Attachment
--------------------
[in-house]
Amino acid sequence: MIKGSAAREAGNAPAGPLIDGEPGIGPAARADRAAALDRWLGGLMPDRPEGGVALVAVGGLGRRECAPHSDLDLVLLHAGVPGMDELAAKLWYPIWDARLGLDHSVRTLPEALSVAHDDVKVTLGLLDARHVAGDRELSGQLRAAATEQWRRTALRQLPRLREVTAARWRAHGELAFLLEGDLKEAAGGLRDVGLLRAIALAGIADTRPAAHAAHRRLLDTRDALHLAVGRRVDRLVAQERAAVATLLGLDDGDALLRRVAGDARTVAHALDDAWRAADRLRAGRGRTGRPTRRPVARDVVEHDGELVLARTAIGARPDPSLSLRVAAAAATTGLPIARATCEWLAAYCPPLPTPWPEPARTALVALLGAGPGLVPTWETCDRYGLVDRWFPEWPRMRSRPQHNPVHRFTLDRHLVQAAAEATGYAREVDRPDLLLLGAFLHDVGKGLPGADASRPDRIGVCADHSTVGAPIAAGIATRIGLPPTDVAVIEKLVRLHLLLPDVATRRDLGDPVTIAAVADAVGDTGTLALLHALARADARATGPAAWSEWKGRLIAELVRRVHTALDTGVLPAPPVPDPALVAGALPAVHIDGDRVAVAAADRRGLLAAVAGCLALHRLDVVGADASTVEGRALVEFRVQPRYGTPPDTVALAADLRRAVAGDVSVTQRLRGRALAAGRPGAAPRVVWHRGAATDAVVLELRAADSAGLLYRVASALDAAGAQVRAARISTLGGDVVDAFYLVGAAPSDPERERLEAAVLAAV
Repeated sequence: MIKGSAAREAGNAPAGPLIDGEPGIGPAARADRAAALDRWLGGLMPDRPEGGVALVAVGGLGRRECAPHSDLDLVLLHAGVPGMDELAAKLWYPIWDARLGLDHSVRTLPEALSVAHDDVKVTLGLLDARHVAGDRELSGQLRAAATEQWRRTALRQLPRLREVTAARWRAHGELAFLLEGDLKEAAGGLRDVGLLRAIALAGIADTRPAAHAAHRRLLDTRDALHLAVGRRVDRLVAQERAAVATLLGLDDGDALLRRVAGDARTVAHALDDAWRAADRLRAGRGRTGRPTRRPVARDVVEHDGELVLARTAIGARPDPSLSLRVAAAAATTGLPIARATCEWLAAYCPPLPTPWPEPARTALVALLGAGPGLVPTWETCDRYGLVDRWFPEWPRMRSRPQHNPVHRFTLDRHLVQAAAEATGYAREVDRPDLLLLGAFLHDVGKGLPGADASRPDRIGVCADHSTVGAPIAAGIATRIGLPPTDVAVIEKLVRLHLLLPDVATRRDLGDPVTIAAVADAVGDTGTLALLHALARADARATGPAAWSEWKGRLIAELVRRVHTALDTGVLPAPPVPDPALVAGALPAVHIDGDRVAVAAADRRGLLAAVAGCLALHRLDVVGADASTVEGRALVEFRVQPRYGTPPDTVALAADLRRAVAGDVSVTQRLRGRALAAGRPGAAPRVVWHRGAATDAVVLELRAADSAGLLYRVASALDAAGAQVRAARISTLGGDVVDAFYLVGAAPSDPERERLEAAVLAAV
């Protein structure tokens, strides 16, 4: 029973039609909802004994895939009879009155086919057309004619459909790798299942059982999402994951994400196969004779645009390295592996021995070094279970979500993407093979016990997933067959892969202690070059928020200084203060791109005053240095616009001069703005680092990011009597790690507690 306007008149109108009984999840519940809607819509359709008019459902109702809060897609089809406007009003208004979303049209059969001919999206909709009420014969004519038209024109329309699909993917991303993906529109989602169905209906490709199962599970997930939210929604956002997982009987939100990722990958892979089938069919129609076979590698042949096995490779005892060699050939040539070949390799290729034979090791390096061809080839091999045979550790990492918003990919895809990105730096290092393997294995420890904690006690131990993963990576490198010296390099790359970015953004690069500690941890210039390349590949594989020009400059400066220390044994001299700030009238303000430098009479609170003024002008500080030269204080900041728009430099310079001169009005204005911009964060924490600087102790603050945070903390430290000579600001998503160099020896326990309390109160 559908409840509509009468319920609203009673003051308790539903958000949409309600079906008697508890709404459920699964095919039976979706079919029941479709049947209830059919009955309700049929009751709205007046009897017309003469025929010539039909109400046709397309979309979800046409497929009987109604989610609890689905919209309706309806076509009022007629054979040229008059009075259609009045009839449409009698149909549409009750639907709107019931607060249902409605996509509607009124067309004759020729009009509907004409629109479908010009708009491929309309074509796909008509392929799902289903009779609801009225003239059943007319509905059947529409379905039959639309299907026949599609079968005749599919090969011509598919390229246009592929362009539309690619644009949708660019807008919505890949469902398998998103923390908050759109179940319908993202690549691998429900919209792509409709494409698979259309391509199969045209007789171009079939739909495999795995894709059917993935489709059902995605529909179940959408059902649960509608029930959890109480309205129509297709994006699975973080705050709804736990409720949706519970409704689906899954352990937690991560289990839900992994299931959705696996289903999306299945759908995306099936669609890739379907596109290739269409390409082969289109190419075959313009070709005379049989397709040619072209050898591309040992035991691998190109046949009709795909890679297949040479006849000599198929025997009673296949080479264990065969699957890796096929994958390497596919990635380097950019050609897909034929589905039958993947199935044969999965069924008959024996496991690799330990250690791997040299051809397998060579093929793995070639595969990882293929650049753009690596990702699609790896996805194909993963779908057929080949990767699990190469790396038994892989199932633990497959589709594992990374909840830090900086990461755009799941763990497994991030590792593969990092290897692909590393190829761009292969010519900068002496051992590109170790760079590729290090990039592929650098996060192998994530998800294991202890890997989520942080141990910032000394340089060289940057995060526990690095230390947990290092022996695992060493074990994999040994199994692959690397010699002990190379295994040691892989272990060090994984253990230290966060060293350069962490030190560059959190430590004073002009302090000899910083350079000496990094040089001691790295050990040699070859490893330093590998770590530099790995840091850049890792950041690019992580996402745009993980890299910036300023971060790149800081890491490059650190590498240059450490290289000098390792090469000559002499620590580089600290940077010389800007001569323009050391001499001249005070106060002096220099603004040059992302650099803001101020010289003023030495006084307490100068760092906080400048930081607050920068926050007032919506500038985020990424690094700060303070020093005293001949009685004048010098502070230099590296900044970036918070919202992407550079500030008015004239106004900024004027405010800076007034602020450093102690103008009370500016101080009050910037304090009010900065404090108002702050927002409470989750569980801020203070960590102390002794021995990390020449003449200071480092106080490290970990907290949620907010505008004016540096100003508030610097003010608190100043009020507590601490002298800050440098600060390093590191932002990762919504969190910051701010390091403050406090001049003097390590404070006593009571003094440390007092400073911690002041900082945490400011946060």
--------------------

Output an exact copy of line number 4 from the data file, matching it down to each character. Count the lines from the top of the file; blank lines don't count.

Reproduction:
């Protein structure tokens, strides 16, 4: 029973039609909802004994895939009879009155086919057309004619459909790798299942059982999402994951994400196969004779645009390295592996021995070094279970979500993407093979016990997933067959892969202690070059928020200084203060791109005053240095616009001069703005680092990011009597790690507690 306007008149109108009984999840519940809607819509359709008019459902109702809060897609089809406007009003208004979303049209059969001919999206909709009420014969004519038209024109329309699909993917991303993906529109989602169905209906490709199962599970997930939210929604956002997982009987939100990722990958892979089938069919129609076979590698042949096995490779005892060699050939040539070949390799290729034979090791390096061809080839091999045979550790990492918003990919895809990105730096290092393997294995420890904690006690131990993963990576490198010296390099790359970015953004690069500690941890210039390349590949594989020009400059400066220390044994001299700030009238303000430098009479609170003024002008500080030269204080900041728009430099310079001169009005204005911009964060924490600087102790603050945070903390430290000579600001998503160099020896326990309390109160 559908409840509509009468319920609203009673003051308790539903958000949409309600079906008697508890709404459920699964095919039976979706079919029941479709049947209830059919009955309700049929009751709205007046009897017309003469025929010539039909109400046709397309979309979800046409497929009987109604989610609890689905919209309706309806076509009022007629054979040229008059009075259609009045009839449409009698149909549409009750639907709107019931607060249902409605996509509607009124067309004759020729009009509907004409629109479908010009708009491929309309074509796909008509392929799902289903009779609801009225003239059943007319509905059947529409379905039959639309299907026949599609079968005749599919090969011509598919390229246009592929362009539309690619644009949708660019807008919505890949469902398998998103923390908050759109179940319908993202690549691998429900919209792509409709494409698979259309391509199969045209007789171009079939739909495999795995894709059917993935489709059902995605529909179940959408059902649960509608029930959890109480309205129509297709994006699975973080705050709804736990409720949706519970409704689906899954352990937690991560289990839900992994299931959705696996289903999306299945759908995306099936669609890739379907596109290739269409390409082969289109190419075959313009070709005379049989397709040619072209050898591309040992035991691998190109046949009709795909890679297949040479006849000599198929025997009673296949080479264990065969699957890796096929994958390497596919990635380097950019050609897909034929589905039958993947199935044969999965069924008959024996496991690799330990250690791997040299051809397998060579093929793995070639595969990882293929650049753009690596990702699609790896996805194909993963779908057929080949990767699990190469790396038994892989199932633990497959589709594992990374909840830090900086990461755009799941763990497994991030590792593969990092290897692909590393190829761009292969010519900068002496051992590109170790760079590729290090990039592929650098996060192998994530998800294991202890890997989520942080141990910032000394340089060289940057995060526990690095230390947990290092022996695992060493074990994999040994199994692959690397010699002990190379295994040691892989272990060090994984253990230290966060060293350069962490030190560059959190430590004073002009302090000899910083350079000496990094040089001691790295050990040699070859490893330093590998770590530099790995840091850049890792950041690019992580996402745009993980890299910036300023971060790149800081890491490059650190590498240059450490290289000098390792090469000559002499620590580089600290940077010389800007001569323009050391001499001249005070106060002096220099603004040059992302650099803001101020010289003023030495006084307490100068760092906080400048930081607050920068926050007032919506500038985020990424690094700060303070020093005293001949009685004048010098502070230099590296900044970036918070919202992407550079500030008015004239106004900024004027405010800076007034602020450093102690103008009370500016101080009050910037304090009010900065404090108002702050927002409470989750569980801020203070960590102390002794021995990390020449003449200071480092106080490290970990907290949620907010505008004016540096100003508030610097003010608190100043009020507590601490002298800050440098600060390093590191932002990762919504969190910051701010390091403050406090001049003097390590404070006593009571003094440390007092400073911690002041900082945490400011946060």